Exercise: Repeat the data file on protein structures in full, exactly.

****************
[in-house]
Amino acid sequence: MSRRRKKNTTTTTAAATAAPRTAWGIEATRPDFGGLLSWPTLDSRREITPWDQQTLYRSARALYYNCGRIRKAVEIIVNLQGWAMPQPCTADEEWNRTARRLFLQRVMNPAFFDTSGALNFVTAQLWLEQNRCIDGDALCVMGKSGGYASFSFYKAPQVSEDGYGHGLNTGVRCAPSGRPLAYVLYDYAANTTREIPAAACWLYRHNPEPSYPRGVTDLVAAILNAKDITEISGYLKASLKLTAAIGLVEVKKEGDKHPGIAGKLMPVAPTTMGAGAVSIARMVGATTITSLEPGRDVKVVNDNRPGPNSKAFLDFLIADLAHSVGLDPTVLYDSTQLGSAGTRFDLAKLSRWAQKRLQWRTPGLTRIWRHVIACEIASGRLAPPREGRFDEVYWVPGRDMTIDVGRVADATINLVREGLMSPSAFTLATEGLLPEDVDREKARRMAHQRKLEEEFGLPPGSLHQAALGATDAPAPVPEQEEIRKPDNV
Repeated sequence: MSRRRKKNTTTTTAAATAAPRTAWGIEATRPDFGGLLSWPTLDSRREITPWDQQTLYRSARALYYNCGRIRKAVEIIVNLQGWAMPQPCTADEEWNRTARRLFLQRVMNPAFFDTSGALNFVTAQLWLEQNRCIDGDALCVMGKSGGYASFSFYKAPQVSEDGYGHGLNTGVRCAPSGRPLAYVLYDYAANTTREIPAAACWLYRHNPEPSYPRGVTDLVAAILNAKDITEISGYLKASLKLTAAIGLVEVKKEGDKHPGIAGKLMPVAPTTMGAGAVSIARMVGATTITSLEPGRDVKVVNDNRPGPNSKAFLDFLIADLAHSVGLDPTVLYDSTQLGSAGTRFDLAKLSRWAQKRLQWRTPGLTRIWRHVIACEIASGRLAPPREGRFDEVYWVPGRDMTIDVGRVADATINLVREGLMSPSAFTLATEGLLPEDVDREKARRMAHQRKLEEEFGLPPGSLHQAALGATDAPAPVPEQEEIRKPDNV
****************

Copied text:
[in-house]
Amino acid sequence: MSRRRKKNTTTTTAAATAAPRTAWGIEATRPDFGGLLSWPTLDSRREITPWDQQTLYRSARALYYNCGRIRKAVEIIVNLQGWAMPQPCTADEEWNRTARRLFLQRVMNPAFFDTSGALNFVTAQLWLEQNRCIDGDALCVMGKSGGYASFSFYKAPQVSEDGYGHGLNTGVRCAPSGRPLAYVLYDYAANTTREIPAAACWLYRHNPEPSYPRGVTDLVAAILNAKDITEISGYLKASLKLTAAIGLVEVKKEGDKHPGIAGKLMPVAPTTMGAGAVSIARMVGATTITSLEPGRDVKVVNDNRPGPNSKAFLDFLIADLAHSVGLDPTVLYDSTQLGSAGTRFDLAKLSRWAQKRLQWRTPGLTRIWRHVIACEIASGRLAPPREGRFDEVYWVPGRDMTIDVGRVADATINLVREGLMSPSAFTLATEGLLPEDVDREKARRMAHQRKLEEEFGLPPGSLHQAALGATDAPAPVPEQEEIRKPDNV
Repeated sequence: MSRRRKKNTTTTTAAATAAPRTAWGIEATRPDFGGLLSWPTLDSRREITPWDQQTLYRSARALYYNCGRIRKAVEIIVNLQGWAMPQPCTADEEWNRTARRLFLQRVMNPAFFDTSGALNFVTAQLWLEQNRCIDGDALCVMGKSGGYASFSFYKAPQVSEDGYGHGLNTGVRCAPSGRPLAYVLYDYAANTTREIPAAACWLYRHNPEPSYPRGVTDLVAAILNAKDITEISGYLKASLKLTAAIGLVEVKKEGDKHPGIAGKLMPVAPTTMGAGAVSIARMVGATTITSLEPGRDVKVVNDNRPGPNSKAFLDFLIADLAHSVGLDPTVLYDSTQLGSAGTRFDLAKLSRWAQKRLQWRTPGLTRIWRHVIACEIASGRLAPPREGRFDEVYWVPGRDMTIDVGRVADATINLVREGLMSPSAFTLATEGLLPEDVDREKARRMAHQRKLEEEFGLPPGSLHQAALGATDAPAPVPEQEEIRKPDNV